(Image by Emmy Woo)

Opinion

The complex reality of the E-word

When you google synonyms for “euthanasia”, the words “putting out of misery” pop up on Thesaurus.com. Should one be allowed to free another from the miseries that corrupt their world? 
<a href="https://highschool.latimes.com/author/emmymwoo/" target="_self">Emmy Woo</a>

Emmy Woo

July 18, 2022
When you google synonyms for euthanasia, the words “putting out of misery” pop up on Thesaurus.com. Should one be allowed to free another from the miseries that corrupt their world? 

For some, the solution to escape from life’s ugliness is none other than the E-word: Euthanasia. 

Also known as “mercy killing,” euthanasia is the practice of intentionally and painlessly killing a patient suffering from an incurable disease or pain with their consent. The word “euthanasia” itself is derived from the Greek word euthanatos which means “easy death.”

While the practice is illegal in almost every corner of the world, there are a few exceptions. According to NBC News, euthanasia is permissible in seven countries: Belgium, Luxembourg, Canada, New Zealand, Spain, Netherlands and Colombia. For citizens who don’t reside in those regions, however, this practice could possibly send someone to jail with a murder sentence. 

When I made a presentation on this topic in my Information and Communications Technology class around two years ago, my peers were met with distraught and confusion. 

“Are you suicidal?” 

Gladly, the answer for me was no. 

Although my answer remains “no” to this day, there’s a high chance my grandpa probably would’ve responded “yes” during the last moments of his life.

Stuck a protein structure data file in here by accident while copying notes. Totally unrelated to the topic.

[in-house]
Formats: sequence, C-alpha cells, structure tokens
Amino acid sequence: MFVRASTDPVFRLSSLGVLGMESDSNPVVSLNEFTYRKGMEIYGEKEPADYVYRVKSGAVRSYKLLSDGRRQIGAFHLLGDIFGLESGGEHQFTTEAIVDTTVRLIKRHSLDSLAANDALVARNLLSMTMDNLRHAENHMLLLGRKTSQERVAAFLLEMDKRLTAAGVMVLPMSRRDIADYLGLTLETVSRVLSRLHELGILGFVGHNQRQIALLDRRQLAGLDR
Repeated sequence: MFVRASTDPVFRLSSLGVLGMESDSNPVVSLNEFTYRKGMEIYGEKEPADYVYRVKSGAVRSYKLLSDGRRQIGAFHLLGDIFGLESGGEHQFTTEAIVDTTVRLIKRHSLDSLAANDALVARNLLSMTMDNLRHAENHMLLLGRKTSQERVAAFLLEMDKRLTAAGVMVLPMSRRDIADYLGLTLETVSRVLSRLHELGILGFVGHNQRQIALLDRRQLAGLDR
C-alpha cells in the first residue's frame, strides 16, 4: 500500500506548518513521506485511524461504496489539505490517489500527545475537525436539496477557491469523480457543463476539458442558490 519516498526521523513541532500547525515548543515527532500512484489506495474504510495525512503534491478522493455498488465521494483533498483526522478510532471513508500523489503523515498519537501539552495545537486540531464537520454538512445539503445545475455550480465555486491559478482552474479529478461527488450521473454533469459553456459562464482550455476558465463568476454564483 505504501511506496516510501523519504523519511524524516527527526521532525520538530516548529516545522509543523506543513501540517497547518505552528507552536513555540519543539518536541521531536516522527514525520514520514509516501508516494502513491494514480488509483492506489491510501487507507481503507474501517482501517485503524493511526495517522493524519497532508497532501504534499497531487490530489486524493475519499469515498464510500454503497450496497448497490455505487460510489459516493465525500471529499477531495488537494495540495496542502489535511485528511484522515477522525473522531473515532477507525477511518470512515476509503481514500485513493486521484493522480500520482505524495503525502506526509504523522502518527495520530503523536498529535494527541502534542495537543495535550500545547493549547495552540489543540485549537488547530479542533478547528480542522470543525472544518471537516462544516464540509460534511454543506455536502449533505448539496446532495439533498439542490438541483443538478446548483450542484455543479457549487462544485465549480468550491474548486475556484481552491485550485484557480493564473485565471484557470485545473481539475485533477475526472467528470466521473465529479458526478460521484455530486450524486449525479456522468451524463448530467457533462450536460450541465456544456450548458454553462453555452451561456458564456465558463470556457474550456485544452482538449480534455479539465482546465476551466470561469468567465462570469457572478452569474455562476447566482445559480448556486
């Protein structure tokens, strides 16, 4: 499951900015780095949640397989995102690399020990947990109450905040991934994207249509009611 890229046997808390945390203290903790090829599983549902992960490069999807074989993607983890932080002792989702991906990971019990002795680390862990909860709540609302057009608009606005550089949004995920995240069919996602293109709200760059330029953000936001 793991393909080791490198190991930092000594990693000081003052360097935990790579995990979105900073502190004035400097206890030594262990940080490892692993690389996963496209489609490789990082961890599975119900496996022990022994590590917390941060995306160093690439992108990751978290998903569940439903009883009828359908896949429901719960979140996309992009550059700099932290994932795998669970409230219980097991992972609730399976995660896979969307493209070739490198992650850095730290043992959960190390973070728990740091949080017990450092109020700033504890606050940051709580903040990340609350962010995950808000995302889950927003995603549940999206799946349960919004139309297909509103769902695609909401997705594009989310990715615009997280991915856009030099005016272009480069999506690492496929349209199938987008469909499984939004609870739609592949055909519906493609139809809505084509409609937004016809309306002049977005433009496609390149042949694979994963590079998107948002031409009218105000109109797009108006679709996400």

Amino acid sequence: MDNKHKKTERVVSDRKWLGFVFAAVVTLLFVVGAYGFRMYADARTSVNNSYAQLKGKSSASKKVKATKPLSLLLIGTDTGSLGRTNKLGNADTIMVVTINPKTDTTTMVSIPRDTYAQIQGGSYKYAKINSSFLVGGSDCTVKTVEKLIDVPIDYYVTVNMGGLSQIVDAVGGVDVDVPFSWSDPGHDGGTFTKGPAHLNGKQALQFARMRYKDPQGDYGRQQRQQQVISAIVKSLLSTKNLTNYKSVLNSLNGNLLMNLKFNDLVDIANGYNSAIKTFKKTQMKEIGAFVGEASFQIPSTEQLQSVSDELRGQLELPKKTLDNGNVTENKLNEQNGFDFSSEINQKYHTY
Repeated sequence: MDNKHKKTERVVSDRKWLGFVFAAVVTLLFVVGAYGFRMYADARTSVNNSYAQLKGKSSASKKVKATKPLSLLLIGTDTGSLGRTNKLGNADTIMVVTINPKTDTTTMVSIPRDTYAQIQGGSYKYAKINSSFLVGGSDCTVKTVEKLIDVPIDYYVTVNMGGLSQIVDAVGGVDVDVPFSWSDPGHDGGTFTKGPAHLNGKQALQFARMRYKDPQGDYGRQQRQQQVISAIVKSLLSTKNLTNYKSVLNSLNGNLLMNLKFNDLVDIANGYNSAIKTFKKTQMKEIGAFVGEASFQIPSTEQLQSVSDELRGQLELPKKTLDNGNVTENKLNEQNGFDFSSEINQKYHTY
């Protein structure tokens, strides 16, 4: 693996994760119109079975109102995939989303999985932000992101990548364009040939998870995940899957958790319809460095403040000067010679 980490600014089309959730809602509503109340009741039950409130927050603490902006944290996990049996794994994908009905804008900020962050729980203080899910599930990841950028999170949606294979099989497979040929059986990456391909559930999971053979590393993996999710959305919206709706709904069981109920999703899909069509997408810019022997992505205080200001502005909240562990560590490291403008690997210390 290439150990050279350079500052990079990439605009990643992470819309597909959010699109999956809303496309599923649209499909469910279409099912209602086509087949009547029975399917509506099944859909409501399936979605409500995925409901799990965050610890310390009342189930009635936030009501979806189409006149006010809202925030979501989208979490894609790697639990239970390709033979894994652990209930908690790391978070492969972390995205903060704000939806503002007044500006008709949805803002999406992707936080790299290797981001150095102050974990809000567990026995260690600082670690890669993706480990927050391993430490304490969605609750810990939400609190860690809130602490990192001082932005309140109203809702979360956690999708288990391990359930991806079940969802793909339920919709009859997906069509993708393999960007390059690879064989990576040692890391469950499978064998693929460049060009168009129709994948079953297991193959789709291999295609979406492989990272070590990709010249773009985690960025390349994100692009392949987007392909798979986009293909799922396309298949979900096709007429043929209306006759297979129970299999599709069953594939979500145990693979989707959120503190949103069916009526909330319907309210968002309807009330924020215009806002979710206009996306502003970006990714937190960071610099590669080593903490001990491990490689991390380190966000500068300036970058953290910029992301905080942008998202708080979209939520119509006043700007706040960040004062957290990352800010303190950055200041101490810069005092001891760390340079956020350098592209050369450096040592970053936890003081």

After tumbling down a flight of stairs of a high-rise building, my grandpa’s brain was damaged for life. He became paralyzed — unable to talk and left to suffer until his last breath. But at the same time, our family at the time couldn’t let him go. Days of staring at the drywall hospital ceiling turned into months. Eventually, three and a half years later, he died from more complications and severe pneumonia.

Back then, I pondered how wonderful our world would become if people could consent to their own legal and painless deaths. What if we had suicide machine pods that allowed users to painlessly control their deaths at the click of a button? 

Little did I know, the reality of euthanasia carried countless controversial burdens that my innocence was yet to understand.

Legalizing euthanasia means that some deaths are allowed and okay. Countries like Canada only allow eligible adults to request medical assistance in dying. Does this send a hypocritical message to Generation Z encouraging youth suicide?

Moreover, is this a setback for our healthcare system? In countries where euthanasia is illegal, medical teams try their very best to heal the patient and reduce suffering. If people have access to euthanasia, does this mean that we’d start choosing death as the easy way out?

And even if euthanasia does become legal, who makes the final decision of pulling the plug? Will healthcare professionals begin assisting suicides of people who don’t want to die? Who will draw the line when abuse of the elderly and disabled begins to occur? 

In an unpredictable world where life is always on the line — whether it’s living in constant fear of another mass shooting in America, texting on the road when you’re not supposed to or waiting for death day with a terminal disease — is it really easier to simply end it all?

Ultimately, the right to die is not as simple as it sounds. Debatable topics arise in this discussion, including the power of ethics, beneficiaries and inheritance, the meaning of life and more.

What are your thoughts? Do you think euthanasia should be legalized in your country?

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